When my daughter was born I dropped to two days a week to write up my PhD. At this point contact dried up. Each week I confirmed to my supervisor that I was coming to campus and tried to arrange to meet with him. On the few occasions I heard back from him and where he confirmed a date and time for a meeting, he never showed up. I’d never been able to get an answer re a new workspace and increasingly as I didn’t hear from him at all I began working on two chairs situated in the corridor next to his office. When the chairs disappeared one day and five months after having a baby, I started working on the floor outside his office hoping to trap him into seeing me. A handful of times we crossed paths this way but I got turned away each time. About six months in, I got a casual email from him saying that my “being based off campus was inconvenient” to him, my work wasn’t “relevant” to his and he was stepping down as my supervisor.
    I don’t know why this happened and obviously can’t conclusively pinpoint that this happened because I was female, however I can’t imagine a male researcher who similarly dropped their hours would be treated in the same way. A few months later I was approached about resuming my PhD again by my (female) research supervisor who was fantastically supportive. However, without contact with my previous supervisors I didn’t have regular access to data and resources and as such my thesis became increasingly outdated. I chose another direction for my thesis but in the end it never got completed. The end result is that I have three completely different thesis drafts on my computer but otherwise nothing to show for my PhD experience, am not technically considered ‘PhD standard’ and have no paid employment listed on my CV that dates after 2013. Alternative employment (at universities and in industry) in the time since has been hindered by my lack of a PhD or because interview questions have included ”do you intend to have any more children?”.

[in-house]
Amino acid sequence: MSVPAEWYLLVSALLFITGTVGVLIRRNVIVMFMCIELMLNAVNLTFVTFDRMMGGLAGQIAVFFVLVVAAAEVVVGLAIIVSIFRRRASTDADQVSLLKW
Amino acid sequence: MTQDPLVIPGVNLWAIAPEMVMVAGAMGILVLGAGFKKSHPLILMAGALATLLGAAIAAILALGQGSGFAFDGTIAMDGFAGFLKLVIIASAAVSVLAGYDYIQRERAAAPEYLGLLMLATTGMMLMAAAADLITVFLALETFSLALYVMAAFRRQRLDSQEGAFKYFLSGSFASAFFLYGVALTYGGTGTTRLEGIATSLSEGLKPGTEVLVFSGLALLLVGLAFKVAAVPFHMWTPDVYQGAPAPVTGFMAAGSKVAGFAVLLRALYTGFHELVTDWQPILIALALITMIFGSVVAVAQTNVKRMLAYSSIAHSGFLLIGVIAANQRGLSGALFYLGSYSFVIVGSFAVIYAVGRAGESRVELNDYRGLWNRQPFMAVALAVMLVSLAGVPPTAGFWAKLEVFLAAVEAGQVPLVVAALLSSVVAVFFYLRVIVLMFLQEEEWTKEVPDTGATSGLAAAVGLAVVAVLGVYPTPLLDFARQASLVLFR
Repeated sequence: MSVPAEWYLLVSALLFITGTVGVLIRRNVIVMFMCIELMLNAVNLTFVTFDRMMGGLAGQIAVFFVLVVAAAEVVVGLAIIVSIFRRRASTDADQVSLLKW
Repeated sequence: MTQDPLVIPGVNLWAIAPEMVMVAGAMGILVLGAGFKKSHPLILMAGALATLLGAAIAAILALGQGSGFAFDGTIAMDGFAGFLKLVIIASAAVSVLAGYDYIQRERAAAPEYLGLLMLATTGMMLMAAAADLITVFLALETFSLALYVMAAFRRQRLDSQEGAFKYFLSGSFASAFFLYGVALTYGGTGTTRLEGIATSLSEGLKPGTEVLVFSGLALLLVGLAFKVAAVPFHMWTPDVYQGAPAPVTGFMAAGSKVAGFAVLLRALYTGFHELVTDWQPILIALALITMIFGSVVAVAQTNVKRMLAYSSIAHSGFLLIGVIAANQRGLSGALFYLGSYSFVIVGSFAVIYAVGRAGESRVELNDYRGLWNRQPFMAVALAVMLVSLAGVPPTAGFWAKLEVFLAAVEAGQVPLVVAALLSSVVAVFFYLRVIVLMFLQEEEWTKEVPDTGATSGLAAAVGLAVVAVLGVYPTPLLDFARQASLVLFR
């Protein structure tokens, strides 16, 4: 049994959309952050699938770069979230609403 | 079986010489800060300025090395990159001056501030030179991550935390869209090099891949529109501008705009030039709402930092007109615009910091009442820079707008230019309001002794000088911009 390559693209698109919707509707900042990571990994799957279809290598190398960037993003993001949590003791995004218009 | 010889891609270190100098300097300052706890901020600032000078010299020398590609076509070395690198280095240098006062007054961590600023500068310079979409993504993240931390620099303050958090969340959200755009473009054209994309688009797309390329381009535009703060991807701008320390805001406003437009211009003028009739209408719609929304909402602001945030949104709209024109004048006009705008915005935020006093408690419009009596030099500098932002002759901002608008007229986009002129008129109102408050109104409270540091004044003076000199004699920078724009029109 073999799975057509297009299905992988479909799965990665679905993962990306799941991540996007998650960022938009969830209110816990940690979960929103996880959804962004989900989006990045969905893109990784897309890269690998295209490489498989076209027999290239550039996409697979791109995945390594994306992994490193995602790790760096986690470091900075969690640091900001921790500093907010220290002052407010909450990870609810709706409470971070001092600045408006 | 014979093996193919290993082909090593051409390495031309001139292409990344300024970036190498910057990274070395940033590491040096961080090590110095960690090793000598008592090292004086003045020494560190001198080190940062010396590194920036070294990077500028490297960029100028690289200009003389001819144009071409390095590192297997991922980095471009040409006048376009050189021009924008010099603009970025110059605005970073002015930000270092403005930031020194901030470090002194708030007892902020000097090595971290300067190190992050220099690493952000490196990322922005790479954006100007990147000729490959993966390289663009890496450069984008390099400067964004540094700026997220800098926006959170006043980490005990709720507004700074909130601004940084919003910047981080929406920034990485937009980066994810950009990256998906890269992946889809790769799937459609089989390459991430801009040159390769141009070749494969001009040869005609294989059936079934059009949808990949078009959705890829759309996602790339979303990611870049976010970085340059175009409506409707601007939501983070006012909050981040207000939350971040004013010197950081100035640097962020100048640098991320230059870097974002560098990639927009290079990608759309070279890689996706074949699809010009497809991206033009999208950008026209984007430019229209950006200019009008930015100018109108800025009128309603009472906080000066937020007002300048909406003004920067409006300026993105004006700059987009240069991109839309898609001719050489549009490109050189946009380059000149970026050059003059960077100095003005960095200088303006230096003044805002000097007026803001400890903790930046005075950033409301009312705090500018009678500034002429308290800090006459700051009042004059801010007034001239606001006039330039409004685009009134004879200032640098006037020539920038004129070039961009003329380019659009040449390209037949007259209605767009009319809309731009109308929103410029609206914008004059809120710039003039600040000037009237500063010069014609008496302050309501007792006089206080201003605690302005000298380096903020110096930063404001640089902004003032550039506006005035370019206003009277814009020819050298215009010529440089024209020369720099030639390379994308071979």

I am so very far from being alone in my experience and as I now find myself doing ‘mum’ things with a bunch of other overqualified women who took breaks from their careers or tried split/portfolio careers it’s very obvious that while we span different sectors and roles what we have in common is that we’re women who wanted to have families (but not be defined by that), be able to at least consider split maternity/paternity leave with our partners and ultimately resume the career roles that we were educated for, trained for and cared about.
    Your article states that “12.37% of all engineers in the UK are women” and asks “Why is it that women are not pursuing this career path”. Degree enrolment levels are one reason, female representation is a well discussed other. But for all the “events where inspiring work is being discussed”, there needs to be so much more attention, research and acknowledgement of the women who DID get a degree, who DID gain valuable experience and skills as post-graduates, through graduate schemes, industry etc and what happened to them. How many women are qualified and eager to get back to engineering? What exactly are the barriers and obstacles that stop them from doing so?
    If hundreds, thousands of qualified women are sitting and waiting to be remembered then it doesn’t matter if degree enrolment soars, if the number of female engineers increases and all ‘goals and targets’ are met – female participation in engineering should be considered a failure.